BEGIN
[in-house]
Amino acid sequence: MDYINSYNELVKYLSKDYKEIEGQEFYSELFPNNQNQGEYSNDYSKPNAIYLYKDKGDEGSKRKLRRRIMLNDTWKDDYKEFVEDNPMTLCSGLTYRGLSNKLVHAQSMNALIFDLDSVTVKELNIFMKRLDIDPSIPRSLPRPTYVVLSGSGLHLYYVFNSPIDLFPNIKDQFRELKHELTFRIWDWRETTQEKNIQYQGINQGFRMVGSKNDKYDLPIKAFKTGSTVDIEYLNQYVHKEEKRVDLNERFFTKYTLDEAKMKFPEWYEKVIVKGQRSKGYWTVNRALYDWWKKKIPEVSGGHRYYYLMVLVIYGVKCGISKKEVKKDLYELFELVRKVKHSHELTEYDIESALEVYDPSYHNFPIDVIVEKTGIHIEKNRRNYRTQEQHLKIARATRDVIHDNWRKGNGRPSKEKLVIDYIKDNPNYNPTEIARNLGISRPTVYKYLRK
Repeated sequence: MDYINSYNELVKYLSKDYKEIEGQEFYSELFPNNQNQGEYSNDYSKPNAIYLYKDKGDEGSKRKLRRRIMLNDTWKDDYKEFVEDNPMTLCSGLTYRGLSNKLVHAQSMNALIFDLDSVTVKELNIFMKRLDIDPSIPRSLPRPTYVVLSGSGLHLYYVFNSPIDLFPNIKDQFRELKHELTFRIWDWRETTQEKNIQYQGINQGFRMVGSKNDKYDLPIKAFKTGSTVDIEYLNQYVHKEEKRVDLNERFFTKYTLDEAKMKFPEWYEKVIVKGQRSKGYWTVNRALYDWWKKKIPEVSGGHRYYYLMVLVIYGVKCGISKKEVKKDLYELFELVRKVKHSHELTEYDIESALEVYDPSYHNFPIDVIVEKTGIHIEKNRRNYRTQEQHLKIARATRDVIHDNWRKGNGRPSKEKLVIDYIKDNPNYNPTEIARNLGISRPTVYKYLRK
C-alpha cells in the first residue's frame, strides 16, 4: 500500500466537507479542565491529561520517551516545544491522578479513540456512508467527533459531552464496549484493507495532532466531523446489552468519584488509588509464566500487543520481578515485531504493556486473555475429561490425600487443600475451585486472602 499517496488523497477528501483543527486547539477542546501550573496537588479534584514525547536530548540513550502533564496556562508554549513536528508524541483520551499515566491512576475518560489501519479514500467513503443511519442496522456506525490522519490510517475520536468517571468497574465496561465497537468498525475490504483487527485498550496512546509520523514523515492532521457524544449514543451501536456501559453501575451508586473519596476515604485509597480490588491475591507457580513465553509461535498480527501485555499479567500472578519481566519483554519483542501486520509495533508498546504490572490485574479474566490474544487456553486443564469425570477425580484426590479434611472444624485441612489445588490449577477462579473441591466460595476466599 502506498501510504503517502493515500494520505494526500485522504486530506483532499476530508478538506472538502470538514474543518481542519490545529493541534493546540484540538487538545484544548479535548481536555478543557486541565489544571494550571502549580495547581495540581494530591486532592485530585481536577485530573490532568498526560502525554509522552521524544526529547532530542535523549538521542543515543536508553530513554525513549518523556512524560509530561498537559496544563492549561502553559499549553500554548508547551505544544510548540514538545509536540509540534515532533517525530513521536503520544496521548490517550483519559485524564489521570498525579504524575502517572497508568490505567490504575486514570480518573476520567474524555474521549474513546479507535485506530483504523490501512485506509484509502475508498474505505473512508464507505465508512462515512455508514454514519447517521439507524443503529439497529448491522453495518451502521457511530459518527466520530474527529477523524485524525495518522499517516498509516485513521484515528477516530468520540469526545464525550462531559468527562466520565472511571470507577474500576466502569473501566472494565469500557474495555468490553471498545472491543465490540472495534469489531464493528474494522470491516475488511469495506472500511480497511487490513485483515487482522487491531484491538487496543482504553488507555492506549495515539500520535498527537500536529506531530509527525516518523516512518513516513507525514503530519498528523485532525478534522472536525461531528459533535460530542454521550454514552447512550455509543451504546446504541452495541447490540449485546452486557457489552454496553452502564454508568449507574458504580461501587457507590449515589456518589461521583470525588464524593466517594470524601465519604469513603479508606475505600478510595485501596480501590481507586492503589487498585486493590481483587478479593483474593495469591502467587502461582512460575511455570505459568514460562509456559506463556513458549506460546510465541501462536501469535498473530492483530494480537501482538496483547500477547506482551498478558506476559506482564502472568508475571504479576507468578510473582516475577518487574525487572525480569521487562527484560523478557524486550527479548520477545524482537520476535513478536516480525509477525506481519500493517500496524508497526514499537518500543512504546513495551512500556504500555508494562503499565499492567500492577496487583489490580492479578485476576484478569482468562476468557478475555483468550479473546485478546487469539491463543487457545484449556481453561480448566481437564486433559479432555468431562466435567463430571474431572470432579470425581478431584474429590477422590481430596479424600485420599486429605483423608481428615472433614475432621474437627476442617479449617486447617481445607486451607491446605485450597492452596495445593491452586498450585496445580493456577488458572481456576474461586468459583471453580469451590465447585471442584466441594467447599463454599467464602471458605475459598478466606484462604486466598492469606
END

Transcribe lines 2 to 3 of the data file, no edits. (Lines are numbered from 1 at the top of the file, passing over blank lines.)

Amino acid sequence: MDYINSYNELVKYLSKDYKEIEGQEFYSELFPNNQNQGEYSNDYSKPNAIYLYKDKGDEGSKRKLRRRIMLNDTWKDDYKEFVEDNPMTLCSGLTYRGLSNKLVHAQSMNALIFDLDSVTVKELNIFMKRLDIDPSIPRSLPRPTYVVLSGSGLHLYYVFNSPIDLFPNIKDQFRELKHELTFRIWDWRETTQEKNIQYQGINQGFRMVGSKNDKYDLPIKAFKTGSTVDIEYLNQYVHKEEKRVDLNERFFTKYTLDEAKMKFPEWYEKVIVKGQRSKGYWTVNRALYDWWKKKIPEVSGGHRYYYLMVLVIYGVKCGISKKEVKKDLYELFELVRKVKHSHELTEYDIESALEVYDPSYHNFPIDVIVEKTGIHIEKNRRNYRTQEQHLKIARATRDVIHDNWRKGNGRPSKEKLVIDYIKDNPNYNPTEIARNLGISRPTVYKYLRK
Repeated sequence: MDYINSYNELVKYLSKDYKEIEGQEFYSELFPNNQNQGEYSNDYSKPNAIYLYKDKGDEGSKRKLRRRIMLNDTWKDDYKEFVEDNPMTLCSGLTYRGLSNKLVHAQSMNALIFDLDSVTVKELNIFMKRLDIDPSIPRSLPRPTYVVLSGSGLHLYYVFNSPIDLFPNIKDQFRELKHELTFRIWDWRETTQEKNIQYQGINQGFRMVGSKNDKYDLPIKAFKTGSTVDIEYLNQYVHKEEKRVDLNERFFTKYTLDEAKMKFPEWYEKVIVKGQRSKGYWTVNRALYDWWKKKIPEVSGGHRYYYLMVLVIYGVKCGISKKEVKKDLYELFELVRKVKHSHELTEYDIESALEVYDPSYHNFPIDVIVEKTGIHIEKNRRNYRTQEQHLKIARATRDVIHDNWRKGNGRPSKEKLVIDYIKDNPNYNPTEIARNLGISRPTVYKYLRK